NEW YORK (CelebrityAccess MediaWire) — Tickets for Bruce Springsteen's upcoming tour have once again sparked controversy for Ticketmaster after New Jersey Boss fans found tickets sold out after long delays in processing their orders, only to reappear on secondary ticket sites at inflated prices.
When tickets went on sale on Jan. 27th, Ticketmaster.com appeared to struggle under the load of excited fans seeking tickets and leaving many empty handed at the end of the day. The following day, Ticketmaster announced in a press release that they had been overloaded "highly suspicious sources" hinting that scalpers may be using bots to harvest tickets for secondary market speculation.
A brief check of StubHub revealed more than 1,200 tickets available for both shows at the Izod Center at prices starting at $112 and ranging as high as $7,200. There are more than 1,000 available at the Prudential Center in Newark, starting at $153 and up to a high price of $8,300.
Springsteen's last outing in 2009 also provoked ticket-related controversy when Ticketmaster was accused of feeding tickets to their own secondary ticket market website TicketsNow. Some fans sued Ticketmaster, alleging that Ticketmaster had mislead them into purchasing tickets from Ticketsnow at a higher price. Ticketmaster eventually settled the class action suit for $16.5 million.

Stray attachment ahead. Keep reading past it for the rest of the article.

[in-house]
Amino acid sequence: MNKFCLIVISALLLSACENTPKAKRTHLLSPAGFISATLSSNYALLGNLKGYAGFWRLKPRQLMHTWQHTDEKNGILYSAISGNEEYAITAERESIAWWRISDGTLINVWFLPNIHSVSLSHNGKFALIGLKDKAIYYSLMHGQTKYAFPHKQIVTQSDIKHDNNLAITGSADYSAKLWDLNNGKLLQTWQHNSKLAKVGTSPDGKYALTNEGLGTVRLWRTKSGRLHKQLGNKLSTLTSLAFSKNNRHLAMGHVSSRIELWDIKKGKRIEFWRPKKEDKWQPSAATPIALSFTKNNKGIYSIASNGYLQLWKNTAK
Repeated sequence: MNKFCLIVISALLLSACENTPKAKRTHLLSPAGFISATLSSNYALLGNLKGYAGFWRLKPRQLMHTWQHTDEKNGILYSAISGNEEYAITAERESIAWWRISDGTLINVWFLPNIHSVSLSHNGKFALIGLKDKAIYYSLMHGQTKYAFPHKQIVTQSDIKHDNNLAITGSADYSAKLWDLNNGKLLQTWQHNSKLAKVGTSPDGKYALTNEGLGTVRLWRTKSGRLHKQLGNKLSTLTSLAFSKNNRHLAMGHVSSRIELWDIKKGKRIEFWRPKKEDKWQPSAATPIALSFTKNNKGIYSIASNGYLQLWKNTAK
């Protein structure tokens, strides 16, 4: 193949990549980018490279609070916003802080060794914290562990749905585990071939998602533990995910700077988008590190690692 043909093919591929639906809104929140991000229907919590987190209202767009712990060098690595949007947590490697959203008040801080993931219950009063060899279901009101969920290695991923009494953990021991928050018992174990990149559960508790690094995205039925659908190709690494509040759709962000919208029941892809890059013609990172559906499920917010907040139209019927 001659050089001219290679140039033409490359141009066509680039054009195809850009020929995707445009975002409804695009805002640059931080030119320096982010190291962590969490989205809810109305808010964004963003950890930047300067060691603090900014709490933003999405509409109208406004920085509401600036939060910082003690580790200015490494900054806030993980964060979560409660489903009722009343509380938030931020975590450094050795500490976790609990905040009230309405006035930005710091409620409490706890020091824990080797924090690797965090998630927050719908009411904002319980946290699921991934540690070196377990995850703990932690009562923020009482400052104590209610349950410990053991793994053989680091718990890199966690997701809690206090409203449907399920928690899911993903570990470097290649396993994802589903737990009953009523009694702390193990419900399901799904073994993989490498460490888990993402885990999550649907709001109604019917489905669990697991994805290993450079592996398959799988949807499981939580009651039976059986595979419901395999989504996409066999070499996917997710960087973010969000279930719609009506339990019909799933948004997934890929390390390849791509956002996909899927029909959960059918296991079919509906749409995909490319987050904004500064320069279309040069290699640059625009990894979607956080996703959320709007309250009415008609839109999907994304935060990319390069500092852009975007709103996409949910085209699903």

"Ultimately, this is Springsteen's fault," wrote Bob Lefsetz. "Bruce should take a stand. Bruce should be an agent for change. But he's afraid of looking greedy. But the end result is all that money goes to scalpers and fans have to buy tickets on the 'black market.' All that money should go to Bruce, he deserves it. So, the whole arena should be paperless. Or tickets should be scaled. Bruce could have been a leader here." – CelebrityAccess Staff Writers